While the patient had medical records and clearly qualified for a card, his doctor could not produce them, claiming that he had a release to get them if he needed them.  Certifications require review of records, and merely having a release does not constitute actually reviewing records.

As a court certified expert witness I am absolutely mystified as to a time I could need the actual records more than when I was called into court to defend my certification, but his doctor apparently didn’t feel he needed them even as he was on the witness stand.  That alone crippled his patient’s defense.

In addition to this shocking lack of preparation for trial (much less certification) the court found that his doctor clearly had no intention of following up on his patient to monitor care or check the efficacy of his treatment.  There was no discussion at the visit or at any time afterwards on amounts of cannabis that may help, again required by law and absolutely KEY to establishing what is a reasonable amount for the patient to possess, which would have clearly caused a failure of the second and third prongs of the section 8 defense.

The result was that this by all appearances otherwise medically qualified patient lost his section 8 because he chose to go to a hotel signature clinic to simply obtain a signature on his application.

What Can Patients Do?

Patients have the ultimate responsibility for their own bonafide dr/pt relationship.  By knowing the law, patients can recognize and avoid a substandard certification that could lead them to lose their Section 8 defense under the MMMA.  There are several elements to the bonafide dr/pt relationship:

1/  Patients must provide records to their certification clinic to confirm their qualifying condition.  These records must be retained by the certification physician and should be available for review AT THE TIME OF THE OFFICE VISIT.  The office visit should be in a medical setting- a fixed based office.  If a certification is performed outside of a medical office, there should be a good reason for doing so.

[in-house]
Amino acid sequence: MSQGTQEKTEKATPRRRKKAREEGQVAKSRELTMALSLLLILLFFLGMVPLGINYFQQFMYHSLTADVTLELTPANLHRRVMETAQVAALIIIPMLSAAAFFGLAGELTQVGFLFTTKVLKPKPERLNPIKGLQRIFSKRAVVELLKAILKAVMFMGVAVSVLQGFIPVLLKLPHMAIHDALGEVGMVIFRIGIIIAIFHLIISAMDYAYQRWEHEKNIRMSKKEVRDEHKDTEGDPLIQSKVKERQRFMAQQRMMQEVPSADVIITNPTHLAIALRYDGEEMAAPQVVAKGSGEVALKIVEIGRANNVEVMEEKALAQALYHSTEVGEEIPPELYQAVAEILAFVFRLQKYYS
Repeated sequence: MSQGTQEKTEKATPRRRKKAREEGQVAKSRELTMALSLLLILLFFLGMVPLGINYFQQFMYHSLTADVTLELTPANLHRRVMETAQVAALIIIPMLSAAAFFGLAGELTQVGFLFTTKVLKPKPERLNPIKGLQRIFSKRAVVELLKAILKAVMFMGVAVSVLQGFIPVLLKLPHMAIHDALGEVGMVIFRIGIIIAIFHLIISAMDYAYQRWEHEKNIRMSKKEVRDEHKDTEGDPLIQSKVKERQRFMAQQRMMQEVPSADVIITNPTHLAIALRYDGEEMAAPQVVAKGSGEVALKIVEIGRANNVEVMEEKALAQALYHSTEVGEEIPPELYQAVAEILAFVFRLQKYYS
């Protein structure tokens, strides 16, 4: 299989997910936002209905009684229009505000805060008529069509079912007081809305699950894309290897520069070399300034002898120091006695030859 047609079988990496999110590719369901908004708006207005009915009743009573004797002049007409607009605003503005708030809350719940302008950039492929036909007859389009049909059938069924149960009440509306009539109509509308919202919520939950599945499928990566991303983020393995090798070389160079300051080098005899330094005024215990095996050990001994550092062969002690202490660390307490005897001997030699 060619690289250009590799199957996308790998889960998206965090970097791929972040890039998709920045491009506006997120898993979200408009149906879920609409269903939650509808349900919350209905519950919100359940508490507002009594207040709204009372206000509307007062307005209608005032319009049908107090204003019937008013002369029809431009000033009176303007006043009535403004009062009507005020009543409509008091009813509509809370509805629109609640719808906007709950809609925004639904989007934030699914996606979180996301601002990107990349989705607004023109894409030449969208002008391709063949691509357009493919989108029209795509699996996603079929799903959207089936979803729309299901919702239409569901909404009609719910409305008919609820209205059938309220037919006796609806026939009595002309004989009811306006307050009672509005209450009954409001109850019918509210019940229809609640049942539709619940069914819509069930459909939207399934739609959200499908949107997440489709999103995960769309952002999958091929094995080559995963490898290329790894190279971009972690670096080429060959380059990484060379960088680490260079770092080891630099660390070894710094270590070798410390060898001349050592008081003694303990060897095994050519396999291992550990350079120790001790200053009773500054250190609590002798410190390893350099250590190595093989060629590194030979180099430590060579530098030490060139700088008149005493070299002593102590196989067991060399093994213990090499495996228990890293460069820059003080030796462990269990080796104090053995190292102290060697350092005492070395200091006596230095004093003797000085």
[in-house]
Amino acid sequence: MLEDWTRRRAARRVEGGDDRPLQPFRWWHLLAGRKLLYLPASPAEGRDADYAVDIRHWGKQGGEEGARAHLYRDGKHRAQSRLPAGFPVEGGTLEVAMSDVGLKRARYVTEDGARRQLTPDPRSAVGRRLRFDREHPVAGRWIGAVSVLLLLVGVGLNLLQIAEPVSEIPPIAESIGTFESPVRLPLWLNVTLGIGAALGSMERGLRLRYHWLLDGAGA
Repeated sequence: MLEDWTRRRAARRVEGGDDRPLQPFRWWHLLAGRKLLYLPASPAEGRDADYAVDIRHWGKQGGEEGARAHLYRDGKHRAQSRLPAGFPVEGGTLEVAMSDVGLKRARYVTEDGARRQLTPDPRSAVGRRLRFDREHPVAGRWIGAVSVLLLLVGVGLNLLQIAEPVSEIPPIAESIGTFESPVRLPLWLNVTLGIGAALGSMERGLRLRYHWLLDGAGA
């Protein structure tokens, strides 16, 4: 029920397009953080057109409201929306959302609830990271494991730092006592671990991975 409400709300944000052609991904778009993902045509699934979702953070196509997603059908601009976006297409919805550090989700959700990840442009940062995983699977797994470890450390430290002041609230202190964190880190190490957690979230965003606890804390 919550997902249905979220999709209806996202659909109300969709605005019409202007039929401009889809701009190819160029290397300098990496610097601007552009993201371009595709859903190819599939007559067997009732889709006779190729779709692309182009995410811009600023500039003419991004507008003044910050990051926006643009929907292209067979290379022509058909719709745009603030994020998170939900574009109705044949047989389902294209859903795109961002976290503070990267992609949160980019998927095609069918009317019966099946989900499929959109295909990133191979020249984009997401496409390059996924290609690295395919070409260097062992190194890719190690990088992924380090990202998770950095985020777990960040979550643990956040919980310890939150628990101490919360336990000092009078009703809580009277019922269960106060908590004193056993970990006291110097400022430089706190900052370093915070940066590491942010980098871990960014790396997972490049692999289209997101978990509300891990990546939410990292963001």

2/  A face to face, in person visit with the physician is required for all new and renewal certifications.  Under no circumstances are through the mail acceptable, and Skype visits were specifically not allowed. Dr. Townsend was involved in the development of the standards of care for certifications, and argued for telemedicine, but the law was written specifically to exclude Skype Certifications.
3/ An expectation of follow up must exist to monitor the efficacy of your treatment with cannabis.  Goodwin lost his section 8 defense in large part because his doctor only planned on seeing the patient for a renewal when the license expired.  There was not effort or intention of doing any follow up (nor was there a discussion of reasonable amounts of cannabis to treat the condition).  At Denali Healthcare we offer free on line follow up for our patients.
4/ An offer must be made to the patient to notify their primary care physician of the certification visit.  The patient may elect to have the records sent to their primary, or not, but the subject must be addressed.

Through the Mail Certification may not protect your section 8 defense

Sending in records and $150 does not qualify for a face to face meeting with the physician.  In the event a patient does not meet the requirements of a bonafide dr/pt relationship the Goodwin decision shows that despite a qualifying condition, the patient does not meet the burden of the first prong of the section 8 defense. Several low standard clinics are attempting to encourage their patients to renew by mail, but have specific waivers patients must sign to relieve the clinic of liability for court and attorney costs, property forfeiture, and incarceration.

The State has an Obligation to Enforce the Standards to Protect Patients

The state has passed laws setting standards for certification.  Patients have a reasonable right to expect that their physicians are meeting those standards, because if they didn’t, the state would act and bring their physician into compliance.  Unfortunately, there have been very few actions against substandard certification physicians, and some have repeatedly had their certifications called into question in court, yet continue to do them based on questionable practices.  Why hasn’t the state acted?

Denali Heathcare: Michigan: MMMA Card, Medical Marijuana Card, Section 8 Defense Denali Healthcare offers evaluations for Michigan Medical Marijuana Cards under the Michigan Medical Marijuana Laws. Call 989-339-4464 for details.